Attorney Tom Kelley chairs a citizens group called the Colorado Freedom of Information Council. Along with coalition partners like the Bar Association, League of Women Voters and Common Cause, Kelley said, “we act as aggressively in keeping after government as possible.” While Kelley’s coalition is not a press organization, they do provide FOI resources and put together occasional free events.
Last night, Kelley introduced a public forum hosted by Tattered Cover Bookstore in Denver and attended by over 50 people. The event featured Denver Post editor Greg Moore, Knight Digital Media Center fellow Wendy Norris, University of Denver journalism and new media professor Adrienne Russell, Ari Armstrong a blogger and Dominic Graziano, a journalism student.
Moderator Kelley spoke longer than expected at the beginning about a sense of public service in the media community, news media challenged by competitors without production or distribution costs and the possibility of support through public or nonprofit funding. He expressed concern about the implications of partisan commentators gaining ever-larger audiences, moving toward comment without content. Namely he is worried about corruption going unexposed.
Ari Armstrong was invited to speak first. He said, “there has never been a better time to be a consumer of news. At the click of a button, you can read the best journalism in the world.” He also took the opportunity to rattle off a list of personal reporting accomplishments as evidence that independent research is being done by bloggers.
Adrienne Russell agreed with Armstrong that the blogosphere does originate stories. She also said new media technology is creating new applications for participation and thinks there is a link between the future of journalism and its role as a public service. She mentioned a Pew report saying web traffic on top sites went up 27% from 2007 to 2008. She addressed young and old in the crowd, imploring, “Keep paying attention to innovators!”
Before handing the microphone over again, Kelley brought up the way that Supreme Court Judge Sonia Sotomayor’s quotes were carried out of context by opponent bloggers and then the mainstream media leading up to the confirmation vote in the Senate. [This is very much the same thing that has happened with ACORN. As soon as right-wing activists and politicians accused ACORN of voter fraud, the facts didn’t matter because now news organizations include “accusations of voter fraud” in almost every story about the group.]
Dominic Graziano fears for the inability to “pay somebody to do a good job.” He said students are told if they are not the best they can’t get a job. “Salary possibilities declining means less professionals. Decent investigative journalism can be found on the Internet, but where will the money come from? Bloggers don’t get corporate sponsorship.” Later in the question answer session, he tried to shift tone when a high school student asked him, “So what you want is a job that pays good money, right?”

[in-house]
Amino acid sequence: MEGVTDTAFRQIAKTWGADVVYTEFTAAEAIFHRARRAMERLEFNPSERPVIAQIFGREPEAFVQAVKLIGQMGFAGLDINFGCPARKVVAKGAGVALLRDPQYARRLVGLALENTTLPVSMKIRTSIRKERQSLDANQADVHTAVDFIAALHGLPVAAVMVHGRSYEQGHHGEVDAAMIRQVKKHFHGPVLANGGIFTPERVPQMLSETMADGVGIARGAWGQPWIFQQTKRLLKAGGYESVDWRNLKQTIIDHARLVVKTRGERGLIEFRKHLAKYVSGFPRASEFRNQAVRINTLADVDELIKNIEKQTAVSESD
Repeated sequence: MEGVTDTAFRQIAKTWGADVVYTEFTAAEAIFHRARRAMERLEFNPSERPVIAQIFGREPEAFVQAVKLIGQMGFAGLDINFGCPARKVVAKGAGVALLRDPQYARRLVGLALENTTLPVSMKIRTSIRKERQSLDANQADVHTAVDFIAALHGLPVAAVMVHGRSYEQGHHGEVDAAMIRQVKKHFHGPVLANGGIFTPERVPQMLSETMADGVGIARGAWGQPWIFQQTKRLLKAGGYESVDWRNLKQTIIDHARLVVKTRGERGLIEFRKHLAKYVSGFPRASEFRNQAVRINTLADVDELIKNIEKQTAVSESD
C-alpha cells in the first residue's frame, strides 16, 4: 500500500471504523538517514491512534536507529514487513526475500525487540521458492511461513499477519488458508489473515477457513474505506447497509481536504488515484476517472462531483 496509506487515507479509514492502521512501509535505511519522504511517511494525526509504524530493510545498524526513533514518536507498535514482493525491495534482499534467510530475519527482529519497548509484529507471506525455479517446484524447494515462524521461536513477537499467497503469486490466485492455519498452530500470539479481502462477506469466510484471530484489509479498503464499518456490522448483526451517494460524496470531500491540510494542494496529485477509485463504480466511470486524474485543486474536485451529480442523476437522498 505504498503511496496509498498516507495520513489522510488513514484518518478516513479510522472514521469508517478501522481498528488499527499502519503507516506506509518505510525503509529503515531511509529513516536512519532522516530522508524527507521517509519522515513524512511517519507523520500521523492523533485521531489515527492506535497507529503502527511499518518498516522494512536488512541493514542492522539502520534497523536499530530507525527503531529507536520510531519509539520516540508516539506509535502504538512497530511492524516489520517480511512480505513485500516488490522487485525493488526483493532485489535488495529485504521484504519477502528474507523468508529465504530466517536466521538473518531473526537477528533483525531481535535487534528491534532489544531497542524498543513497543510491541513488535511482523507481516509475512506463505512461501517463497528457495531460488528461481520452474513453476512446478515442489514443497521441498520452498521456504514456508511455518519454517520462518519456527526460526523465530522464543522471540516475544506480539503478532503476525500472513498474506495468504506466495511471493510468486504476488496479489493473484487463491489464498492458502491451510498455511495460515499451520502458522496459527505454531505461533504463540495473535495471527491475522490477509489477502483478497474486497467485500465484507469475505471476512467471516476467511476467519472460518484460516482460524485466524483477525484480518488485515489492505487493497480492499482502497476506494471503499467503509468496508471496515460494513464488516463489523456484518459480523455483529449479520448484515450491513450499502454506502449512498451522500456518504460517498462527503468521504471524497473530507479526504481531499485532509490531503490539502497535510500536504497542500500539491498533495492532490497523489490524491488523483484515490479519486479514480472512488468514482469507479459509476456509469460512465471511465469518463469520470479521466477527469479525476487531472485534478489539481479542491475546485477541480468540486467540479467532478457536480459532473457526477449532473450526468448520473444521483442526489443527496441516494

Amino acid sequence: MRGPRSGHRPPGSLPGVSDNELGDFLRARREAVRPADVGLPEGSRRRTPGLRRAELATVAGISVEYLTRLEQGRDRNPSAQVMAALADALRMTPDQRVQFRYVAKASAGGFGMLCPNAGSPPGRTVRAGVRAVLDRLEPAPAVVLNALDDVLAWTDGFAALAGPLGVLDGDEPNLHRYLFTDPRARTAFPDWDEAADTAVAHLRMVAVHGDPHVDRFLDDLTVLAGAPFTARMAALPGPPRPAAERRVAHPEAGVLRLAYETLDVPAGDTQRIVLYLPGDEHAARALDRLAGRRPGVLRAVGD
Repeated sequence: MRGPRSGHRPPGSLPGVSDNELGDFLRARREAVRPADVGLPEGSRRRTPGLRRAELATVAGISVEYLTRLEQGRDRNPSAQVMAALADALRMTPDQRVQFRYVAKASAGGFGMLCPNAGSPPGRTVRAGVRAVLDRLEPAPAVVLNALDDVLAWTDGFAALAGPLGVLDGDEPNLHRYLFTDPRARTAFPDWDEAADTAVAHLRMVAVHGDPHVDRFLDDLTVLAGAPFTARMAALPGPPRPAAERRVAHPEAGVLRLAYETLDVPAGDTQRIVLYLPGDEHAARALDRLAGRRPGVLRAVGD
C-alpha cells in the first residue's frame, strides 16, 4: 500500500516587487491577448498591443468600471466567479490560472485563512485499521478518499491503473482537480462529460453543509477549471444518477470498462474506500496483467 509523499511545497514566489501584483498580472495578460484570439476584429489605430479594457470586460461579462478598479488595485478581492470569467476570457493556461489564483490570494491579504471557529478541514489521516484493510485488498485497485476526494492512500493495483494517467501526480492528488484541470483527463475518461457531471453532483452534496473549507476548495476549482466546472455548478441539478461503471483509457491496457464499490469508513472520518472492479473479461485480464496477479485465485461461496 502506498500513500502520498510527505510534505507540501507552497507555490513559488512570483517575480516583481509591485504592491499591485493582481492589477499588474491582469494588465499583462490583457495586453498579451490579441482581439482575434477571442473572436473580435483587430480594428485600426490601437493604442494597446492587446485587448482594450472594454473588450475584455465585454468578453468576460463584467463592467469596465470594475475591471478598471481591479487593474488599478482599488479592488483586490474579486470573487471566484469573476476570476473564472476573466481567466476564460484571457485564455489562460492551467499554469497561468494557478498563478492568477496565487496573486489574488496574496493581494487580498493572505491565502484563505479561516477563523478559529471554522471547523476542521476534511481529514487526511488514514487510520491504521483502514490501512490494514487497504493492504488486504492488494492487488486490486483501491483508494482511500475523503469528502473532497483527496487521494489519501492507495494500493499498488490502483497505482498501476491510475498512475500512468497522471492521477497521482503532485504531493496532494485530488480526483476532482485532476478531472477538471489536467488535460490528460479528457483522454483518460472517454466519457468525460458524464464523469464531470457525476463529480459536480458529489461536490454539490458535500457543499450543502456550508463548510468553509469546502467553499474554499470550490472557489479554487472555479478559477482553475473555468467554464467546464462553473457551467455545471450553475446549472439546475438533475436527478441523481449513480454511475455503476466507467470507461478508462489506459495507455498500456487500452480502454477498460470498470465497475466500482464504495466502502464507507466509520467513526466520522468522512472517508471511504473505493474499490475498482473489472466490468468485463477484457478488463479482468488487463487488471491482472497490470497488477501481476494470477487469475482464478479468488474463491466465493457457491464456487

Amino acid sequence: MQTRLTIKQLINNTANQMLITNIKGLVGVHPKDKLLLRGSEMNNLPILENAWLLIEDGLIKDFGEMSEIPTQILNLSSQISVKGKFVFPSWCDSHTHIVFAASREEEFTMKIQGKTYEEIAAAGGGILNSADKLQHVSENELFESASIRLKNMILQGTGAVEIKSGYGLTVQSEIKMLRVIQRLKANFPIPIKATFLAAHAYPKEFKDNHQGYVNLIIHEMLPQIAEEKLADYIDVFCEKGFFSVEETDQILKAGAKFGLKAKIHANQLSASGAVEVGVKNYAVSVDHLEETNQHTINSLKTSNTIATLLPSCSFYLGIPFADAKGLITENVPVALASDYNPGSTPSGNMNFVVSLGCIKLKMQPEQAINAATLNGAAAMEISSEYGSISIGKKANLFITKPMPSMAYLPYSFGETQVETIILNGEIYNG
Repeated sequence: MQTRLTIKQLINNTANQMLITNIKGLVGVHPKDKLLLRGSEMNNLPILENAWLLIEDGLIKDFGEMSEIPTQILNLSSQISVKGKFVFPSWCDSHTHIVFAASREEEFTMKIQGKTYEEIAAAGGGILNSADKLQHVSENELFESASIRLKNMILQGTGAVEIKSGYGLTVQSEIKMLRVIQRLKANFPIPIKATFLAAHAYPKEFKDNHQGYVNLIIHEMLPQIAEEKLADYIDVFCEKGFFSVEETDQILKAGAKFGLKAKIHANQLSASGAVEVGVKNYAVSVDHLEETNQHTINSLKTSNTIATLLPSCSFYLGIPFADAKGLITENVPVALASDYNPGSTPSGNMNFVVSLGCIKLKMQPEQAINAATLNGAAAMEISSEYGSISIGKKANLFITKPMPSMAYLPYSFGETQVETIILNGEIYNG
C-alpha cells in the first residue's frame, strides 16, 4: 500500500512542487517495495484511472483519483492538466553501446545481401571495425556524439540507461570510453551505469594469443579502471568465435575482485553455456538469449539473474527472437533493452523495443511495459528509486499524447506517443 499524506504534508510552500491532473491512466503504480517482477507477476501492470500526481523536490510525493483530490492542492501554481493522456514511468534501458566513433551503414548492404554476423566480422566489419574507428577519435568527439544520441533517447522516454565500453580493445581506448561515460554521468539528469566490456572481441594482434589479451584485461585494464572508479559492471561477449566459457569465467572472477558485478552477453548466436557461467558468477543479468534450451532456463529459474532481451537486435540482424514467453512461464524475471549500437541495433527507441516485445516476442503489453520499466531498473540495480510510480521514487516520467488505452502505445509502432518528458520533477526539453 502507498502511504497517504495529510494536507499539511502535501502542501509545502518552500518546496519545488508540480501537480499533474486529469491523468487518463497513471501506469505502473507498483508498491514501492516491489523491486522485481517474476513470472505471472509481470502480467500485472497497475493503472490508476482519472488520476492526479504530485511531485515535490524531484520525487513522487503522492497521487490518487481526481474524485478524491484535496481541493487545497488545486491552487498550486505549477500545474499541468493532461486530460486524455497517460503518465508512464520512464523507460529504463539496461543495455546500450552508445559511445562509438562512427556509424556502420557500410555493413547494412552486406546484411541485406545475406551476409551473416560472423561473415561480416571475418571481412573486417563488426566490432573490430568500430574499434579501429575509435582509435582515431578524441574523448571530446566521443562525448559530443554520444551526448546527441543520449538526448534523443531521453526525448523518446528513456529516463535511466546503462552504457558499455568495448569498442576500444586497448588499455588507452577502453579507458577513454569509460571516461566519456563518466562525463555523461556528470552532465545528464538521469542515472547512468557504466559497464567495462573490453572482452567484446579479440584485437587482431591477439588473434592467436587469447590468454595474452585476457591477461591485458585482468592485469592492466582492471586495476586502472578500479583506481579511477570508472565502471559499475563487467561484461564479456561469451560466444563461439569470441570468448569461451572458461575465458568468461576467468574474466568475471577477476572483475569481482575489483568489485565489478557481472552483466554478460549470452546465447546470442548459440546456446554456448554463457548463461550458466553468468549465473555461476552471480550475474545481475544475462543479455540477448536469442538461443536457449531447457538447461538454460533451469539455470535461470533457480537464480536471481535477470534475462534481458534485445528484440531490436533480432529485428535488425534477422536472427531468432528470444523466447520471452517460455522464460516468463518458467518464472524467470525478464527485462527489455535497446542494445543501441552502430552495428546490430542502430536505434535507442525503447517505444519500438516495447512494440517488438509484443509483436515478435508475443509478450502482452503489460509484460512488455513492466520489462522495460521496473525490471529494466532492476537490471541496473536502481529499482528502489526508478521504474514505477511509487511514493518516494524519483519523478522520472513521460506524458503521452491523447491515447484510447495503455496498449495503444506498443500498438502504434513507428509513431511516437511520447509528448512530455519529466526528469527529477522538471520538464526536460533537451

Wendy Norris opened by saying, “there is a crisis in the nation around critical thinking. People are willing to believe whatever is delivered to them.” She stated, rather bravely I thought, that the First Amendment comes with responsibilities in addition to rights. A big problem she identified is when ethics come up against consumer demand. At her old paper, tweeting a funeral got more hits than reporting on an ethics commission, for example.
Greg Moore said, “I don’t believe we’re in a post-journalism era or will ever be. There’s always stuff happening. We are entering a post-fact era.” Asked how public trust can be rebuilt in the media, Moore was not optimistic, saying media is always vilified and you can’t please everyone. Another speaker implored the panel to “get the true facts about Palestine out there.” She complained, “coverage is very distorted.” Moore, who leads the Denver Post news department said, “I’m relying on LA Times, NY Times, WA Post… it’s not that easy.”
He said in the next 5 to 10 years newspapers will still be around. The notion of being a paper of record is less important, but people want Obama won or their kid scored touchdowns in original newsprint more than a print out from the web. He says Denver Post will eventually come out less often and cost more. Journalism will have to shift models. He confirmed web readership is rising, but conceded it is hard to monetize the web. “An ad online only brings 10% of print revenue,” he said.
Moore said he was really surprised so many people came to the forum. I thought it was a great discussion, but Kelley did not seem in charge of the production, as evidenced by the well-meaning but disturbed “Young Man from Memphis” who was allowed to control the podium for nearly 15 minutes toward the end of the night. Maybe next time Kelley can make opening remarks and have someone else manage the question answer session.